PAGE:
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Small pox - “Everyone was dead“

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  • Small pox - “Everyone was dead“

    “Everyone was dead: When Europeans first came to B.C., they stepped into the aftermath of a holocaust“

    Everyone was dead: When Europeans first came to B.C., they stepped into the aftermath of a holocaust
    Tristin Hopper, February 21, 2017


    The skull, limbs, ribs and backbones, or some other vestiges of the human body, were found in many places, promiscuously scattered about the beach in great numbers,” wrote explorer George Vancouver in what is now Port Discovery, Wash.

    It was May 1792. The lush environs of the Georgia Strait had once been among the most densely populated corners of the land that is now Canada, with humming villages, harbours swarming with canoes and valleys so packed with cookfires that they had smog.

    “An American attempt to invade Quebec broke apart largely because the colonist soldiers were too ridden with smallpox to continue the attack.

    The epidemic soon broke out of the war-torn coastal areas and began penetrating inland, surging across indigenous trading networks and passing between warring enemies.

    Before the Revolutionary War was over, its epidemiological offshoot had surged as far as Mexico and was scything its way through the Canadian Prairies.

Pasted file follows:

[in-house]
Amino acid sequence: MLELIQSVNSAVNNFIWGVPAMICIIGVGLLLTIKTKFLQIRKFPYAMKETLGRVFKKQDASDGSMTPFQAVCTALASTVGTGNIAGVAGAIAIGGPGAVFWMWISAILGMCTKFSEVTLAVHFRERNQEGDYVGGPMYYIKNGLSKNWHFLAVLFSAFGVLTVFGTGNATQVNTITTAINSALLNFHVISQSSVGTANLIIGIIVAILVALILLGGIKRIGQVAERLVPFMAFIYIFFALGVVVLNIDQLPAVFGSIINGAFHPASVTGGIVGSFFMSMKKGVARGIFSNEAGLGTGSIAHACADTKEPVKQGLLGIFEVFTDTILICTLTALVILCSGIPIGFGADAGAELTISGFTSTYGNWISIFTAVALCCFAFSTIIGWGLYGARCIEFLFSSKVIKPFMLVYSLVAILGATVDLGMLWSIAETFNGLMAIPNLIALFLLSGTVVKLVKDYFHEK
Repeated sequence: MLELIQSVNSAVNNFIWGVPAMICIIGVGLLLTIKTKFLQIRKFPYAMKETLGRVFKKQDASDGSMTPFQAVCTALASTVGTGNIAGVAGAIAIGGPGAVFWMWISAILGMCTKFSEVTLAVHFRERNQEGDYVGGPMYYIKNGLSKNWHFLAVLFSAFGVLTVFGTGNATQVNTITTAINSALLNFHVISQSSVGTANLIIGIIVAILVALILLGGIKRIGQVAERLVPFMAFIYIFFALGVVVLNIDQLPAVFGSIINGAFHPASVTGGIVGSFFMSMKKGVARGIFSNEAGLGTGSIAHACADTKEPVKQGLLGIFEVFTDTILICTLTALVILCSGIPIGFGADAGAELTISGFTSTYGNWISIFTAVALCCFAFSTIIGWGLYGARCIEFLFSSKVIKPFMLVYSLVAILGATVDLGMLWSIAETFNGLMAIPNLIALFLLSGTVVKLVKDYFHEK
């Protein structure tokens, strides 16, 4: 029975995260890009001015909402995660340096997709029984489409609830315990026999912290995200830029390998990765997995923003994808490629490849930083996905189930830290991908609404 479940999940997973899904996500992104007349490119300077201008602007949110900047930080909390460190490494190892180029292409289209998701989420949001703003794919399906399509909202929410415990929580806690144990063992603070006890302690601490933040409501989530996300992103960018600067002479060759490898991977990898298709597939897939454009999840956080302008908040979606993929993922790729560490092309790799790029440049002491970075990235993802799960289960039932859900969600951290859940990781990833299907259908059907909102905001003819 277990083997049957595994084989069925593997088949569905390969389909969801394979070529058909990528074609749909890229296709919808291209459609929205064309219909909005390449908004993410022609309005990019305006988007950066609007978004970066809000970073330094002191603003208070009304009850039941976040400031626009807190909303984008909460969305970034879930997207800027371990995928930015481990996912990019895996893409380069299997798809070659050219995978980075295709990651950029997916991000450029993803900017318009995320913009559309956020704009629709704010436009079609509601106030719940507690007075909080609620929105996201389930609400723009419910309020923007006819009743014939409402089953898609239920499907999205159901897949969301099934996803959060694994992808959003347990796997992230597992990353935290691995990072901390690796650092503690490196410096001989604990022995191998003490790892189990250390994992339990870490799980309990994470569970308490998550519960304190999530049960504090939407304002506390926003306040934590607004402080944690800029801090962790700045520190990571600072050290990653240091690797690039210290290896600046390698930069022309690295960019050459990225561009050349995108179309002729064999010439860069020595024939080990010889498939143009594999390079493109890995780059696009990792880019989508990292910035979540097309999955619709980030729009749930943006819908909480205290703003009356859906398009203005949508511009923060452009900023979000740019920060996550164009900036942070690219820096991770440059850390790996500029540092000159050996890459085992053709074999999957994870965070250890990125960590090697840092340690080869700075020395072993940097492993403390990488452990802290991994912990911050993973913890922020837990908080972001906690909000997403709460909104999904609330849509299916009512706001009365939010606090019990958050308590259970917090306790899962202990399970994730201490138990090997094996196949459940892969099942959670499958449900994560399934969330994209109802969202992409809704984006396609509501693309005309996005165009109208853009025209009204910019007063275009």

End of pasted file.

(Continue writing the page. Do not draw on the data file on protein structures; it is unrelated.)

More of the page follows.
“Boy and Girl arrived from the Swampy River, having left one man behind, these is all that is alive out (of) 10 tents,” reads the journals of Hudson’s Bay Company traders in what is now Cumberland House, Sask.

    For months, the largely Scottish-born traders were visited by wave after wave of doomed refugees bearing reports of whole villages wiped off the map.

    The natives “chiefly Die within the third or fourth Night, and those that survive after that time are left to be devoured by the wild beasts,” they wrote.


    More on early European contact on the west coast:

    Viewpoints and Visions in 1792: The Vancouver Expedition encounters Indians of Western Washington
    Columbia Magazine, Summer 1990: Vol. 4, No. 2
    By Delbert J. McBride

    Those westward-bound land-hungry Americans who began arriving in the 1840s did not initially fare as well as the "King George" men who maintained consistent policies not in conflict with the strong Native belief that the earth could belong to no individual and must be conserved far into the future. ...”

    Last edited by KC; 16-06-2018, 07:10 AM.

  • #2
    Interesting research by the author of this site, Peter d'Errico

    Jeffrey Amherst and Smallpox Blankets

    Lord Jeffrey Amherst's letters discussing germ warfare against American Indians

    Amherst and Smallpox

    “The French and the Indians

    The sharpest contrast with letters about Indians is provided by letters regarding the other enemy, the French. Amherst has been at war with the French as much as with the Indians; but he showed no obsessive desire to extirpate them from the earth. They were apparently his "worthy" enemy. It was the Indians who drove him mad. It was they against whom he was looking for "an occasion, to...”

    “In contrast to these kindly feelings, Long says that Pontiac's attacks on British forts at Detroit and Presqu'Isle "aroused Amherst to a frenzy, a frenzy almost hysterical in its impotence." Long then quotes from Amherst's letter to Sir William Johnson:
    Last edited by KC; 08-09-2019, 06:55 PM.